Once out on the walk we were told that we were never to accept tips as these were intended for the regular postman and not for us. Most people abided by these rules but one or did not and got very short shrift from the regular postman if they found out. Luckily I was never put in this position. The return was easier as the sack was empty and the buses less crowded.
If rostered on the parcels run life was much easier. After breakfast we loaded a hired furniture van with sacks of parcels and off we went with two or three of us casuals riding in the back (something not allowed today). Once at the delivery site it was off the van and the regular postman would get on and undo the bags and supervise us while we delivered the various parcels and packets. It never failed to amaze me how many women would answer the door at that house of the morning in their nighties or lingerie, it cheered a young lads morning I can tell you.
Once the first delivery was over it was back to the sorting office for a hot cup of tea and a meat pie and then it was left up to us as to what we did next. We could clock off and go home and catch up on our sleep or take an hours break and sign on for overtime for the second delivery.
But all this has gone, I cannot remember when I last saw a temporary post man probably about the same time as I last saw a Telegram Boy!
Keep in touch
On this day 15th October 1960-1965
On 15/10/1960 the number one single was Tell Laura I Love Her - Ricky Valance. The top rated TV show was Bootsie & Snudge (Granada) and the box office smash was Psycho. A pound of today's money was worth £13.68 and Tottenham Hotspurs were on the way to becoming the Season's Division 1 champions.The big news story of the day was No Hiding Place (AR).
On 15/10/1961 the number one single was Michael - The Highwaymen and the number one album was The Shadows - Shadows. The top rated TV show was Sunday Night at the London Palladium (ATV) and the box office smash was One Hundred and One Dalmations. A pound of today's money was worth £13.25 and Ipswich Town were on the way to becoming the Season's Division 1 champions.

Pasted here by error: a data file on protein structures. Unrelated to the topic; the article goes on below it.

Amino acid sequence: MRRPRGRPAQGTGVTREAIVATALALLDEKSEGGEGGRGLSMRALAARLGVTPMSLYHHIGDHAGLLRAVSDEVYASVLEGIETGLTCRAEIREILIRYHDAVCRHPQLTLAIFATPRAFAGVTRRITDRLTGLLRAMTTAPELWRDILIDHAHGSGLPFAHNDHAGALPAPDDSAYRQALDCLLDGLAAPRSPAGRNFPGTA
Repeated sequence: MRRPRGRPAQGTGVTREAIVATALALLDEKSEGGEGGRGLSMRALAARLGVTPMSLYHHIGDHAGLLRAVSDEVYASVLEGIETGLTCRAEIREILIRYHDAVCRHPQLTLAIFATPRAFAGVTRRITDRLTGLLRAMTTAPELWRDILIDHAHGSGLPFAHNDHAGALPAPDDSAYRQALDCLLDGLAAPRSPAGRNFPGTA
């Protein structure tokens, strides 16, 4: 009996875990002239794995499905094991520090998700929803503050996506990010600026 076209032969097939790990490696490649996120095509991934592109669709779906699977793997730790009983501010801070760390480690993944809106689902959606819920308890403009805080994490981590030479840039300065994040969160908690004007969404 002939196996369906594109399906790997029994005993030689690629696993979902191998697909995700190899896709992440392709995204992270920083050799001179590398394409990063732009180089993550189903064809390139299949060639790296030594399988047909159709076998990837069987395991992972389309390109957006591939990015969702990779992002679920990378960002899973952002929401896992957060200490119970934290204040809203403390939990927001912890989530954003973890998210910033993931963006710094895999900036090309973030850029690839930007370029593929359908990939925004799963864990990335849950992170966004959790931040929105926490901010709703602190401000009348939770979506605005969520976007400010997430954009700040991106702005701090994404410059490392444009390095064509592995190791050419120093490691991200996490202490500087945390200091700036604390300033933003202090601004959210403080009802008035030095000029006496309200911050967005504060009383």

On 15/10/1962 the number one single was Telstar - The Tornadoes and the number one album was Best of Ball Barber & Bilk. The top rated TV show was Coronation Street (Granada) and the box office smash was Lawrence of Arabia. A pound of today's money was worth £12.89 and Everton were on the way to becoming the Season's Division 1 champions.
On 15/10/1963 the number one single was Do You Love Me? - Brian Poole & the Tremoloes and the number one album was Please Please Me - The Beatles. The top rated TV show was Coronation Street (Granada) and the box office smash was The Great Escape. A pound of today's money was worth £12.64 and Liverpool were on the way to becoming the Season's Division 1 champions.
On 15/10/1964 the number one single was Oh Pretty Woman - Roy Orbison and the number one album was A Hard Day's Night - Beatles. The top rated TV show was Coronation Street (Granada) and the box office smash was Dr Strangelove. A pound of today's money was worth £12.24 and Manchester United were on the way to becoming the Season's Division 1 champions.
On 15/10/1965 the number one single was Tears - Ken Dodd and the number one album was Help - The Beatles. The top rated TV show was Coronation Street (Granada) and the box office smash was The Sound of Music. A pound of today's money was worth £11.69 and Liverpool were on the way to becoming the Season's Division 1 champions.